Palos Hospital clinic brings recovery a step closer for Oak Forest double lung transplant patient

Palos Hospital clinic brings recovery a step closer for Oak Forest double lung transplant patient

A double lung transplant has given Michelle Knight, of Oak Forest, a new lease on life when she might have given up.

Even with the sometimes grueling recovery period, which included being on a ventilator right after surgery, intense rehabilitation and taking 25 pills daily to ward off rejection and infection, Knight, 64, is upbeat about the entire experience.

“I’m grateful, I’m blessed, ” Knight said as she sat in a clinic room at Northwestern Medicine Palos Hospital waiting to see her lung transplant pulmonologist. “I don’t think it was a problem at all, I feel good.”

Part of that outlook comes from having a firm grasp of the big picture.

“I was able to get two new lungs,” Knight said.

Dr. Mrinalini Venkata Subramani, her pulmonologist, said she was doing great. She had end-stage COPD and was on oxygen, plus during her transplant three months ago, lung cancer was found. She also had major abdominal surgery last year, followed by weeks of rehabilitation.

“I knew Michelle prior to the transplant,” Subramani said. “I’ve seen the change she’s undergone from being very, very sick … to now being independent.

“Her breath is completely normal and she’s able to do everything she wants to do.”

Michelle Knight, of Oak Forest, receives a spirometry test to measure her lung capacity from respiratory therapist Marilyn Ray during a recent visit to Northwestern Medicine Palos Hospital’s new Lung Transplant Clinic in Palos Heights as part of her recovery from a double lung transplant. (Janice Neumann/Daily Southtown)

The Lung Transplant Clinic at Palos, which opened in January, has been a big help. She and her family and caregivers had been going downtown to Northwestern for appointments and testing. The trips to and from Chicago just added to the exhaustion she felt in an already weakened state.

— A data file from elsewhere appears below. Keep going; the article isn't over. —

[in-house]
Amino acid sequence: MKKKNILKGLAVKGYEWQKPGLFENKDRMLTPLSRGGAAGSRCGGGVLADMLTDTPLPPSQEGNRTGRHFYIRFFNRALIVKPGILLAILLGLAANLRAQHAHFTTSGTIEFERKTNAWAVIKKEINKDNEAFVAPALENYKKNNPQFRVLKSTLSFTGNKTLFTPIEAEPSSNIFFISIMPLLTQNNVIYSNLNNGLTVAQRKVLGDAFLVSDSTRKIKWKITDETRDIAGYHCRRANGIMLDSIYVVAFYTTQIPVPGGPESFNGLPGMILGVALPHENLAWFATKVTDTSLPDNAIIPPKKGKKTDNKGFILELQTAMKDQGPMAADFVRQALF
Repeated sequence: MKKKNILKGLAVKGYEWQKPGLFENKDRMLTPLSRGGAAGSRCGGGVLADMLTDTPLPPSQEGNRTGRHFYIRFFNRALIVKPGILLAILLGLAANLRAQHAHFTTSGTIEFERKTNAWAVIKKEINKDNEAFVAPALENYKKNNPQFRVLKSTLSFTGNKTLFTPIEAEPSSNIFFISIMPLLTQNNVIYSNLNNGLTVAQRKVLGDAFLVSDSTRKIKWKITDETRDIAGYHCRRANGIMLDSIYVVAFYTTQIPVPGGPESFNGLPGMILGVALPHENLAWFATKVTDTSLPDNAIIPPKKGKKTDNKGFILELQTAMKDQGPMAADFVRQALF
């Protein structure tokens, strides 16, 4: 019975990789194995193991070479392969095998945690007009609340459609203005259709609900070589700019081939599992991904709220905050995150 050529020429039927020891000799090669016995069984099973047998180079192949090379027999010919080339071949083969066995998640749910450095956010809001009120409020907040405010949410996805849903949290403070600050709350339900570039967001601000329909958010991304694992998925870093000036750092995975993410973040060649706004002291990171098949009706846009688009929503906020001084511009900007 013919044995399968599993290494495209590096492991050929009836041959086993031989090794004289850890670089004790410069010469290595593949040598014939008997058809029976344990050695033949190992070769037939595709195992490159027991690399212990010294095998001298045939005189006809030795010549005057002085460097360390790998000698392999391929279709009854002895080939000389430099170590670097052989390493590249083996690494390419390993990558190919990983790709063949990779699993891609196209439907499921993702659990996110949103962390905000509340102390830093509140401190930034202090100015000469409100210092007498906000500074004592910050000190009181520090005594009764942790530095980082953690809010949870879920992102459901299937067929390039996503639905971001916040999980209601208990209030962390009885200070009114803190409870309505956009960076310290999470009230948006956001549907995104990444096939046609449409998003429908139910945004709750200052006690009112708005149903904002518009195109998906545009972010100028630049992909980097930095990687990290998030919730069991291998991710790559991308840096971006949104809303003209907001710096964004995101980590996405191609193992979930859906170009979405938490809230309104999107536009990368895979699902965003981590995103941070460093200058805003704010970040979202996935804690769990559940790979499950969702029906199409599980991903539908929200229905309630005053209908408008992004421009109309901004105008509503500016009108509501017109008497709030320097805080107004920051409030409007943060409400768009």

Subramani said when Francesca Agostinelli, Knight’s 25-year-old daughter and primary caregiver, was told about the clinic opening, she was almost in tears, “she was so relieved she didn’t have to drive (her mother) downtown to appointments.”

“For patients who live in this area, that can be hours,” said Anne O’Boye, manager of the Northwestern Medicine Canning Thoracic Institute Lung Transplant Program. “It’s making a big impact on patients.”

Subramani said it typically took patients four to 12 weeks after surgery to fully recover, depending on their strength going into the transplant and recovery immediately after.

Northwestern performed the first double-lung transplant in 2020 and its Double Lung Replacement and Multidisciplinary Care program has now performed double-lung transplants on 40 patients, including Knight, at the Northwestern Medicine Canning Thoracic Institute in Chicago.

“Our double lung transplant program is a life-saving program for end-stage lung disease and the lung disease could be from various causes,” Subramani explained.

Knight’s family has helped her through the many visits, pain and recovery, which was evident to the health care staff who helped her.

“The family was an enormous support,” Subramani said.

Knight’s daughter said she and her sisters had rallied around their mom to help. But Agostinelli has been on-call for her mom the most because they live together, while her three sisters reside out of state.

Oak Forest resident Michelle Knight, center, stands with her daughter Francesca Agostinelli and transplant pulmonologist Dr. Mrinalini Venkata Subramani during a followup visit at Northwestern Medicine Palos Hospital’s new Lung Transplant Clinic. Knight was the recipient of a lifesaving double lung transplant. (Janice Neumann/Daily Southtown)

Though Knight needs to be seen only once a month at this point, after the transplant it was three to four times weekly for testing and appointments.

“It is a lot of work,” said Agostinelli. “They trained us on how to give medications, what to look for (in terms of infection or rejection).

“They’re like a family. The Northwestern team has been so incredibly helpful about explaining everything.”

Knight, too, praised the doctors, nurses and other health care workers, who continue to help her.

“The staff has all been very kind,” she said.

Janice Neumann is a freelance reporter for the Daily Southtown.